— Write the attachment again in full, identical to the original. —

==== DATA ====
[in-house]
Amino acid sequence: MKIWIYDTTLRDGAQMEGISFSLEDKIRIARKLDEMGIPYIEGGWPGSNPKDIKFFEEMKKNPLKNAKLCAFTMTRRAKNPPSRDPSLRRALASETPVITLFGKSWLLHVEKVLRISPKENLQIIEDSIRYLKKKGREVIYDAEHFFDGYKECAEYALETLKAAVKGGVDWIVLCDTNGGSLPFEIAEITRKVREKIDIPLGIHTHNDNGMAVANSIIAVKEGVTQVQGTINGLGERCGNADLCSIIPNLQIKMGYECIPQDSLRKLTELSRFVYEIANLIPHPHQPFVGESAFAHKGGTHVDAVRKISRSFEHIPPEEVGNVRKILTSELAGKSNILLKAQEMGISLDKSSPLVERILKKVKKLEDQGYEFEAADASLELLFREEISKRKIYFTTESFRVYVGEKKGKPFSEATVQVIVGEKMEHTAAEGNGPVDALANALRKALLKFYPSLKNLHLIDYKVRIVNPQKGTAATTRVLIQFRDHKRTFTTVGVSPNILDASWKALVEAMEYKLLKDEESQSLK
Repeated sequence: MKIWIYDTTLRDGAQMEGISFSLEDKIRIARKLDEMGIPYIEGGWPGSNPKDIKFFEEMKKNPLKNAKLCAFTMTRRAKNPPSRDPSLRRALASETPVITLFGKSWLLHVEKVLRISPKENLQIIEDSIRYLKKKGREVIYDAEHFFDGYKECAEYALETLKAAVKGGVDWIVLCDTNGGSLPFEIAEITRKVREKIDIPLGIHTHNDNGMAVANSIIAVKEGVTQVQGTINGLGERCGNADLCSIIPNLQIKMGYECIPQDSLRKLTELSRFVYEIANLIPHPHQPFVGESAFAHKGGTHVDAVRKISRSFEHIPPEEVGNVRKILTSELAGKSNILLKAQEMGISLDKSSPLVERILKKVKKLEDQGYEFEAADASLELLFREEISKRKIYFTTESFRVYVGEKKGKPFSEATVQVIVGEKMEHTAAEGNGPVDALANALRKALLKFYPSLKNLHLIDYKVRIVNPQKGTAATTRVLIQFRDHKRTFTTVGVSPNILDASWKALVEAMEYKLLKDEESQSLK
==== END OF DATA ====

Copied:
[in-house]
Amino acid sequence: MKIWIYDTTLRDGAQMEGISFSLEDKIRIARKLDEMGIPYIEGGWPGSNPKDIKFFEEMKKNPLKNAKLCAFTMTRRAKNPPSRDPSLRRALASETPVITLFGKSWLLHVEKVLRISPKENLQIIEDSIRYLKKKGREVIYDAEHFFDGYKECAEYALETLKAAVKGGVDWIVLCDTNGGSLPFEIAEITRKVREKIDIPLGIHTHNDNGMAVANSIIAVKEGVTQVQGTINGLGERCGNADLCSIIPNLQIKMGYECIPQDSLRKLTELSRFVYEIANLIPHPHQPFVGESAFAHKGGTHVDAVRKISRSFEHIPPEEVGNVRKILTSELAGKSNILLKAQEMGISLDKSSPLVERILKKVKKLEDQGYEFEAADASLELLFREEISKRKIYFTTESFRVYVGEKKGKPFSEATVQVIVGEKMEHTAAEGNGPVDALANALRKALLKFYPSLKNLHLIDYKVRIVNPQKGTAATTRVLIQFRDHKRTFTTVGVSPNILDASWKALVEAMEYKLLKDEESQSLK
Repeated sequence: MKIWIYDTTLRDGAQMEGISFSLEDKIRIARKLDEMGIPYIEGGWPGSNPKDIKFFEEMKKNPLKNAKLCAFTMTRRAKNPPSRDPSLRRALASETPVITLFGKSWLLHVEKVLRISPKENLQIIEDSIRYLKKKGREVIYDAEHFFDGYKECAEYALETLKAAVKGGVDWIVLCDTNGGSLPFEIAEITRKVREKIDIPLGIHTHNDNGMAVANSIIAVKEGVTQVQGTINGLGERCGNADLCSIIPNLQIKMGYECIPQDSLRKLTELSRFVYEIANLIPHPHQPFVGESAFAHKGGTHVDAVRKISRSFEHIPPEEVGNVRKILTSELAGKSNILLKAQEMGISLDKSSPLVERILKKVKKLEDQGYEFEAADASLELLFREEISKRKIYFTTESFRVYVGEKKGKPFSEATVQVIVGEKMEHTAAEGNGPVDALANALRKALLKFYPSLKNLHLIDYKVRIVNPQKGTAATTRVLIQFRDHKRTFTTVGVSPNILDASWKALVEAMEYKLLKDEESQSLK